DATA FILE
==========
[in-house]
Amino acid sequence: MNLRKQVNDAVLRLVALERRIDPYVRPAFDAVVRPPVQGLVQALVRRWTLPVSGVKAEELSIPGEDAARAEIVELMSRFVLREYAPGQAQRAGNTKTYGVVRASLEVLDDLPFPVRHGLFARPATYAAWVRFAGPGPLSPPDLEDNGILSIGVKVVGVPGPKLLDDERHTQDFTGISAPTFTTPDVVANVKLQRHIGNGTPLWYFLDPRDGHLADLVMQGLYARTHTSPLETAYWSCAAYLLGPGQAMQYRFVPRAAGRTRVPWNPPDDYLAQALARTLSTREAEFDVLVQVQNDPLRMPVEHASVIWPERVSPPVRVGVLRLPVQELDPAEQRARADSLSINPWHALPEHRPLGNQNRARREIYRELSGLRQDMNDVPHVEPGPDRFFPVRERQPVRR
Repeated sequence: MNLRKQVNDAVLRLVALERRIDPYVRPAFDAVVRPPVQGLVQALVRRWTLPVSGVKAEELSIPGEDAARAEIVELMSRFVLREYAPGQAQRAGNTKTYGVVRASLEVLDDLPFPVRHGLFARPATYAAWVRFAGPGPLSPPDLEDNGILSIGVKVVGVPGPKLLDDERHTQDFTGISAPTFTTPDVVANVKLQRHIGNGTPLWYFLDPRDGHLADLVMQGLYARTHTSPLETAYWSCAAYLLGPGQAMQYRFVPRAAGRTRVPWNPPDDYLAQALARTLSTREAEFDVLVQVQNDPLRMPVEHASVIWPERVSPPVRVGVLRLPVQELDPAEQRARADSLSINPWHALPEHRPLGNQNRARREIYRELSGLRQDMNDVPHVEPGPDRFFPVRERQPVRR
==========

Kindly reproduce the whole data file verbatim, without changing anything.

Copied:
[in-house]
Amino acid sequence: MNLRKQVNDAVLRLVALERRIDPYVRPAFDAVVRPPVQGLVQALVRRWTLPVSGVKAEELSIPGEDAARAEIVELMSRFVLREYAPGQAQRAGNTKTYGVVRASLEVLDDLPFPVRHGLFARPATYAAWVRFAGPGPLSPPDLEDNGILSIGVKVVGVPGPKLLDDERHTQDFTGISAPTFTTPDVVANVKLQRHIGNGTPLWYFLDPRDGHLADLVMQGLYARTHTSPLETAYWSCAAYLLGPGQAMQYRFVPRAAGRTRVPWNPPDDYLAQALARTLSTREAEFDVLVQVQNDPLRMPVEHASVIWPERVSPPVRVGVLRLPVQELDPAEQRARADSLSINPWHALPEHRPLGNQNRARREIYRELSGLRQDMNDVPHVEPGPDRFFPVRERQPVRR
Repeated sequence: MNLRKQVNDAVLRLVALERRIDPYVRPAFDAVVRPPVQGLVQALVRRWTLPVSGVKAEELSIPGEDAARAEIVELMSRFVLREYAPGQAQRAGNTKTYGVVRASLEVLDDLPFPVRHGLFARPATYAAWVRFAGPGPLSPPDLEDNGILSIGVKVVGVPGPKLLDDERHTQDFTGISAPTFTTPDVVANVKLQRHIGNGTPLWYFLDPRDGHLADLVMQGLYARTHTSPLETAYWSCAAYLLGPGQAMQYRFVPRAAGRTRVPWNPPDDYLAQALARTLSTREAEFDVLVQVQNDPLRMPVEHASVIWPERVSPPVRVGVLRLPVQELDPAEQRARADSLSINPWHALPEHRPLGNQNRARREIYRELSGLRQDMNDVPHVEPGPDRFFPVRERQPVRR